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Senate panel approves Lew nomination

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The Senate Homeland Security and Governmental Affairs Committee voted 9-0 this morning to confirm Jacob “Jack” Lew as the next director of the Office of Management and Budget.

Lew’s nomination, announced by President Obama in July, must also win approval from the Senate Budget Committee before going to the full Senate.  As of this morning, the budget committee had not scheduled a vote, according to its web site.

If confirmed, Lew, 55, would replace Peter Orszag, who resigned this summer. OMB Deputy Director Jeffrey Zients is meanwhile serving as acting director.

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Zeints to helm OMB until Lew confirmed

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Zeints

Zeints

Politico is reporting that federal chief performance officer Jeffrey Zeints will be the acting director of the Office of Management and Budget until Peter Orszag’s replacement, Jack Lew, is confirmed by the Senate.

Rob Nabors, a former Orszag deputy who has been serving as senior adviser to President Obama’s chief of staff, Rahm Emanuel, will return to OMB as acting deputy directo, Politico reports.

When Lew is able to take over, he’ll face a tough road trying to advance the administration’s budget-cutting efforts, as my colleague Steve Losey reported recently.


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Orszag gets unwanted musical tribute

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Peter Orszag was serenaded this morning following his final public speech as Office of Management and Budget chief, but the a cappella number was anything but a love song.

“Peter Orszag and Larry Summers–they’re fascist pigs, they’re fascist pigs,”  intoned a member of the Brookings Institution audience to the tune of “Funiculi, Funicula.”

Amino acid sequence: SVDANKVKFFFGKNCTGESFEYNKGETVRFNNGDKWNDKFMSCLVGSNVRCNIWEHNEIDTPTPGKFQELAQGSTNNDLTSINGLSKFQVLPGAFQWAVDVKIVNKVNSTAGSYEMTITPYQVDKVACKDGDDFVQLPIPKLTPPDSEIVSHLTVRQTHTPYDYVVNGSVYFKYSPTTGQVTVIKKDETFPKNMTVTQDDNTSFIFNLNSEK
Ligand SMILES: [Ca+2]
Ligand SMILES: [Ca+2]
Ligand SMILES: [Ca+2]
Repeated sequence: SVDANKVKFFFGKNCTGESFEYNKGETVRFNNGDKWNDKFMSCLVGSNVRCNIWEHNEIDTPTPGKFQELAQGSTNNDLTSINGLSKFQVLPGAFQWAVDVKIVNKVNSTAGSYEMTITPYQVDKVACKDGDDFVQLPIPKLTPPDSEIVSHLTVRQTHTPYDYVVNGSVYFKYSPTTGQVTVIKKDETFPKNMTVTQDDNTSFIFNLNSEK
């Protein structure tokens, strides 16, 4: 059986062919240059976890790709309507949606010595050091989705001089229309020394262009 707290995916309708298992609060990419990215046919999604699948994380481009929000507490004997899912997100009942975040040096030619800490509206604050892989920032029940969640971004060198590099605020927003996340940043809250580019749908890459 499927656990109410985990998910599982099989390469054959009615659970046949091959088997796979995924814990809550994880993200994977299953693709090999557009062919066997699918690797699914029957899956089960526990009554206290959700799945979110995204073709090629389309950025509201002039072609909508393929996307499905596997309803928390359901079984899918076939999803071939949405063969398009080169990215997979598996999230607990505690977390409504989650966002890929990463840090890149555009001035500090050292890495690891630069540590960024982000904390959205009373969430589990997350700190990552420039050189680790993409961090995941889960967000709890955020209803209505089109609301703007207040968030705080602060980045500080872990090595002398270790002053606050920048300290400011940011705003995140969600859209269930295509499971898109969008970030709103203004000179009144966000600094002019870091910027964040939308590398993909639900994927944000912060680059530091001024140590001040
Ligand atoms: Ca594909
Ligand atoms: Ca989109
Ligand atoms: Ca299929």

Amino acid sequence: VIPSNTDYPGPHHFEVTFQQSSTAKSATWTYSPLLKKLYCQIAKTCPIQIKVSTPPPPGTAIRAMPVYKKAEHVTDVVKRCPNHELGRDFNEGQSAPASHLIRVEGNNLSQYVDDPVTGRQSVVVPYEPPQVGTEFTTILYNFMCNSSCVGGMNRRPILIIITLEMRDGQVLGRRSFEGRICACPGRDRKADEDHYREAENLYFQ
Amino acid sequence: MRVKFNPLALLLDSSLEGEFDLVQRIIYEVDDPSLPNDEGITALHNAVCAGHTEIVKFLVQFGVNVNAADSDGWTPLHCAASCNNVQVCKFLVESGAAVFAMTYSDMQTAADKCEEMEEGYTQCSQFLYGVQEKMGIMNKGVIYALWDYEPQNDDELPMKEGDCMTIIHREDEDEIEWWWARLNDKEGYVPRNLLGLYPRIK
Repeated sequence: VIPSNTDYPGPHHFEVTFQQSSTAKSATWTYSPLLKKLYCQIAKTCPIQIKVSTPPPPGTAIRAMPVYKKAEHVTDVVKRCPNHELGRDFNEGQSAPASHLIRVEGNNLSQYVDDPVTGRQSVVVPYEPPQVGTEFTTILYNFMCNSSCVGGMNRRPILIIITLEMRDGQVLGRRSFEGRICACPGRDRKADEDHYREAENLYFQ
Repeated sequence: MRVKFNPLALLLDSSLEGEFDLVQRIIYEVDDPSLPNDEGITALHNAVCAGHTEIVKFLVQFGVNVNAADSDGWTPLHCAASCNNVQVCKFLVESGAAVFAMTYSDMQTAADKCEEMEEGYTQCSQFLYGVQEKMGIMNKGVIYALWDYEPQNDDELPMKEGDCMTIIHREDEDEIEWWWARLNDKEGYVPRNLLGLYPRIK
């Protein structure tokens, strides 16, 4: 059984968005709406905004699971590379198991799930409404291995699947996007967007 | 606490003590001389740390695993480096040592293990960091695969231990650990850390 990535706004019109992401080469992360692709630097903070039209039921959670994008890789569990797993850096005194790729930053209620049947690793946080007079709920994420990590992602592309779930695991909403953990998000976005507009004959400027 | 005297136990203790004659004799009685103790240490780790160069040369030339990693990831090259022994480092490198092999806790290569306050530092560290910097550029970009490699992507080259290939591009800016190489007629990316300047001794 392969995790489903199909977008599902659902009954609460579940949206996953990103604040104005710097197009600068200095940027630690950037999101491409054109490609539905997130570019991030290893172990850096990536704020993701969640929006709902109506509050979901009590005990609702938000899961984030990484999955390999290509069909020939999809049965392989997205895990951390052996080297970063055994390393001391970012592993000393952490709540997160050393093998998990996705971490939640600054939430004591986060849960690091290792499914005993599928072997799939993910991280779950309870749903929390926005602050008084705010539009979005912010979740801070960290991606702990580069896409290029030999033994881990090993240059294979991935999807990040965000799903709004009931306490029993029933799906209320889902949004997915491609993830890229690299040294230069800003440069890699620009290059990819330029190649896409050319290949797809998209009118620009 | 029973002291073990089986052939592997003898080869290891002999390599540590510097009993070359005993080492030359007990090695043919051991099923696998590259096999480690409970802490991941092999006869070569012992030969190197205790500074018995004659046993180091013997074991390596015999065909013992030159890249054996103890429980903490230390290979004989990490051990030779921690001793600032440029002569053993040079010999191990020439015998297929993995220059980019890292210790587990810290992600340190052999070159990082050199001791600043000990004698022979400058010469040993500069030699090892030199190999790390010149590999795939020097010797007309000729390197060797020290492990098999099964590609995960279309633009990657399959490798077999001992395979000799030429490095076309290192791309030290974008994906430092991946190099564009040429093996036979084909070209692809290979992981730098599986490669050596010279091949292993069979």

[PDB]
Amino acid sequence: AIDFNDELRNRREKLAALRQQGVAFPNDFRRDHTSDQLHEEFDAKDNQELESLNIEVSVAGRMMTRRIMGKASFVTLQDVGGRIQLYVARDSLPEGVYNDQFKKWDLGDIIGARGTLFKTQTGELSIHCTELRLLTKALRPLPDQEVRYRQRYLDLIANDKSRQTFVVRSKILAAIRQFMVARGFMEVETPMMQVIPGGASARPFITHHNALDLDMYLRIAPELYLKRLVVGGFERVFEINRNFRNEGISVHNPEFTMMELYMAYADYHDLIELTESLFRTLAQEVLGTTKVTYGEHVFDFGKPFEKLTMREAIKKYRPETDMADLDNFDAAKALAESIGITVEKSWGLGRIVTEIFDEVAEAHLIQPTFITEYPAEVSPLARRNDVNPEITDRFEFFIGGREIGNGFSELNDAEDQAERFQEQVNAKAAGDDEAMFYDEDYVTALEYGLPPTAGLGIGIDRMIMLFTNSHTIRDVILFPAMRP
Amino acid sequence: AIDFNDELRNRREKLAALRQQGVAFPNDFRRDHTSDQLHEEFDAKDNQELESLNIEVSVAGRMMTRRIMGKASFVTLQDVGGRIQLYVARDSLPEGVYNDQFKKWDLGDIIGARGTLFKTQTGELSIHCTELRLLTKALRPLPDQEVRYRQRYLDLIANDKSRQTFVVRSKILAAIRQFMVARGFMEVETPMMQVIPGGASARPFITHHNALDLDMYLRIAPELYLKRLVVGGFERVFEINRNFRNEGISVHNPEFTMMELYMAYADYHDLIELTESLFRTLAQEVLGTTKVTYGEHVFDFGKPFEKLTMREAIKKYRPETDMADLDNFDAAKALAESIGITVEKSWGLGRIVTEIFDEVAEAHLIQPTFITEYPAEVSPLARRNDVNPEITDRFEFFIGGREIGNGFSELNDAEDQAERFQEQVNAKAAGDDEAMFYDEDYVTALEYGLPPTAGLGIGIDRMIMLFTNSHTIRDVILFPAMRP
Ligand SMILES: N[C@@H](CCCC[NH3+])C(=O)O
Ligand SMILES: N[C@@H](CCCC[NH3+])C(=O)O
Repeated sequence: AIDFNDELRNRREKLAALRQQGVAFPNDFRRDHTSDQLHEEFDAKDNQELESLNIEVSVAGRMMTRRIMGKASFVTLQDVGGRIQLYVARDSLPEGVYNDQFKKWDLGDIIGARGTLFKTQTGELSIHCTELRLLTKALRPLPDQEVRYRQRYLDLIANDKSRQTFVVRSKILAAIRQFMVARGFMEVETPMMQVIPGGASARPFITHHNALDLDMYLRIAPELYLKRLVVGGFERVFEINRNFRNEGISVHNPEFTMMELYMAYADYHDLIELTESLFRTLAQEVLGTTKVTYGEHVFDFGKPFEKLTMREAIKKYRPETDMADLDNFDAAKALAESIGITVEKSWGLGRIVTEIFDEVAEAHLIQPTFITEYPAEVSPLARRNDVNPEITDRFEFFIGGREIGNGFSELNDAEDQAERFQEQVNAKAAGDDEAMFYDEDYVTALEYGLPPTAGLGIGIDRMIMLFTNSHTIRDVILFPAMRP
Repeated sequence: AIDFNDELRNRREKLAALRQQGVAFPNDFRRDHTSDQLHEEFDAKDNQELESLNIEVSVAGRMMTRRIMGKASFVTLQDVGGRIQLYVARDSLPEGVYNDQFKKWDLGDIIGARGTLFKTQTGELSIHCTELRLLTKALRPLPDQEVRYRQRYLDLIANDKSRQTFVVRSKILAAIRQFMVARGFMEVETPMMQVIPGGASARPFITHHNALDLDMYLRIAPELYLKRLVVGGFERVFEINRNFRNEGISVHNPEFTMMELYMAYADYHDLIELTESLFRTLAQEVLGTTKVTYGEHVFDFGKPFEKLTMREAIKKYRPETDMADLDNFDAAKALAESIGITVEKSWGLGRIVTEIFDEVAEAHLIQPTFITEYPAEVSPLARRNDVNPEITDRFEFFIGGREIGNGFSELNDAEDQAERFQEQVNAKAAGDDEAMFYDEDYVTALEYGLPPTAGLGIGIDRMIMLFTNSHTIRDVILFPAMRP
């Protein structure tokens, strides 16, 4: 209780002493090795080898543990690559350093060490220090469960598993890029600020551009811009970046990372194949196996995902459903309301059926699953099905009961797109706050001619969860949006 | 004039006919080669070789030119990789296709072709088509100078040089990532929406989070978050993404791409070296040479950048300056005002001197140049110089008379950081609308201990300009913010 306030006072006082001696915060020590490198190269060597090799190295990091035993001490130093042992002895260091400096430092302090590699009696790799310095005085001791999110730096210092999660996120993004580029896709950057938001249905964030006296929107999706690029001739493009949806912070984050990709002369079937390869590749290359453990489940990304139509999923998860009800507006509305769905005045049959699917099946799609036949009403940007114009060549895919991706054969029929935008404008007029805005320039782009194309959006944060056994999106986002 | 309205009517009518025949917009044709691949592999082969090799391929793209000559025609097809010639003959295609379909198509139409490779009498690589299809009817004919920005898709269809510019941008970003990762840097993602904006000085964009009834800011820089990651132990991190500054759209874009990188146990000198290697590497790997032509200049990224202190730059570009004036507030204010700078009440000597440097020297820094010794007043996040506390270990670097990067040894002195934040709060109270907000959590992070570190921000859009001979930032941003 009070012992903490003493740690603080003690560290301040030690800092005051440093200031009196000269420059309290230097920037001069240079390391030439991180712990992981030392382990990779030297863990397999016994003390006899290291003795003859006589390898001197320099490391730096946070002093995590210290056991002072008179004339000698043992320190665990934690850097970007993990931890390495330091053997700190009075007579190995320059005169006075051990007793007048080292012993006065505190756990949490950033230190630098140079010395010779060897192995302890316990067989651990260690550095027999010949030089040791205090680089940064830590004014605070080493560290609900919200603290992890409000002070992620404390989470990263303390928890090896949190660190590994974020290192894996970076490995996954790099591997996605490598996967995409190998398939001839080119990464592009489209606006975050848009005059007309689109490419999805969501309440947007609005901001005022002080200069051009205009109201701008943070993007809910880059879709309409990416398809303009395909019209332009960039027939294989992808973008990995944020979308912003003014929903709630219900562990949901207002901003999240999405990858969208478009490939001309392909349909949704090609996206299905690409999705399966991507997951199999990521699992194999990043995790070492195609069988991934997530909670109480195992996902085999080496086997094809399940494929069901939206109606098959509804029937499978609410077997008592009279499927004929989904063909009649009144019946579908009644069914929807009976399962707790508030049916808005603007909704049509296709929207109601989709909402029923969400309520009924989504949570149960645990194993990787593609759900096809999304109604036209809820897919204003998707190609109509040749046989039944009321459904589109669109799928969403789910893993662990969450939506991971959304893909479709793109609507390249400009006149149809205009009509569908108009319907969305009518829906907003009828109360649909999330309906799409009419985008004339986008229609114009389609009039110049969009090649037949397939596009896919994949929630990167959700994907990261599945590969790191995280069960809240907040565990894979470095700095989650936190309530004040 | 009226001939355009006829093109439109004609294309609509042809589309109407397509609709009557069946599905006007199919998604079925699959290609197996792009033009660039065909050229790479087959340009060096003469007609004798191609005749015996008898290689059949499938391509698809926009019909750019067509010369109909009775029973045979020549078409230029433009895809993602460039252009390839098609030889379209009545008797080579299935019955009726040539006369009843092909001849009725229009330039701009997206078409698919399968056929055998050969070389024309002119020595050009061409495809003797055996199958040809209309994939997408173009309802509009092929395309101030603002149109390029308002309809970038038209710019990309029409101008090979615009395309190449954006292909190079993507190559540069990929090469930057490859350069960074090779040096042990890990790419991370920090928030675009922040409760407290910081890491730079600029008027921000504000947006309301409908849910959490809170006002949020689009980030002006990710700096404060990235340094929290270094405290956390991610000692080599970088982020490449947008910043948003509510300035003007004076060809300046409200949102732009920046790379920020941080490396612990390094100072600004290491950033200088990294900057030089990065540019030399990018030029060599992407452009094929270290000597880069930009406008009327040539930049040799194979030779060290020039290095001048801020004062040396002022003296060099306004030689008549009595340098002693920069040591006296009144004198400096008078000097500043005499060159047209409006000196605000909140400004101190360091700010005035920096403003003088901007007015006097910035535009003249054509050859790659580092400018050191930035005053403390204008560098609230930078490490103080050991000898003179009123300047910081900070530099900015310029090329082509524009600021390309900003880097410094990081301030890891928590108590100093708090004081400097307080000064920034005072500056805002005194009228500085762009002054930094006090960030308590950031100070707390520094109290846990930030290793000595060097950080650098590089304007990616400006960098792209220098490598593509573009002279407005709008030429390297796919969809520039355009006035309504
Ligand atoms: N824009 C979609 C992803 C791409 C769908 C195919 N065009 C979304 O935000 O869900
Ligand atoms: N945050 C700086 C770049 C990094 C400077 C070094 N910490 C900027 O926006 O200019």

Despite efforts to shush him, the man–who had first identified himself as a supporter of perennial presidential candidate Lyndon LaRouche–persevered to the end (“Obama’s health care plan is Hitler approved”) before being eased out an auditorium exit.

Orszag had actually given the man the opening by calling on him to ask a question. “I clearly chose the wrong person,” he said afterward.

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Orszag’s farewell speech set for Wednesday

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Orszag

Orszag

Office of Management and Budget Director Peter Orszag will appear at the Brookings Institution Wednesday, where he’ll give his last public speech before departing the government. The White House said he will speak about the Obama administration’s economic and fiscal accomplishments and its future plans, as well as take questions from the audience.

But if Orszag really wants to grab the crowd — and we all know how much of a charmer he can be — his speech will go something like this:

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Obama taps Jacob Lew to head OMB

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President Obama has just selected Jacob Lew to replace Peter Orszag as Director of the Office of Management and Budget. More to come.

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DHS gets federal cybersecurity portfolio

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The Office of Management and Budget has officially tabbed the Homeland Security Department to oversee cybersecurity in the executive branch, as OMB indicated would be the case in April.

A memo this week from OMB Director Peter Orszag and federal cybersecurity coordinator Howard Schmidt gives DHS responsibility for:

• overseeing the government-wide and agency-specific implementation of and reporting on cybersecurity policies and guidance;
• overseeing and assisting government-wide and agency-specific efforts to provide adequate, risk-based and cost-effective cybersecurity;
• overseeing the agencies’ compliance with FISMA and developing analyses for OMB to assist in the development of the FISMA annual report;
• overseeing the agencies’ cybersecurity operations and incident response and providing appropriate assistance; and
• annually reviewing the agencies’ cybersecurity programs.

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They always come in threes…

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kumarFirst Peter Orszag. Then Gen. Stanley McChrystal. And CNN just reported that Kal Penn, better known as Kumar, has officially left the White House. It’s hard to tell which will be the most devastating loss to the administration.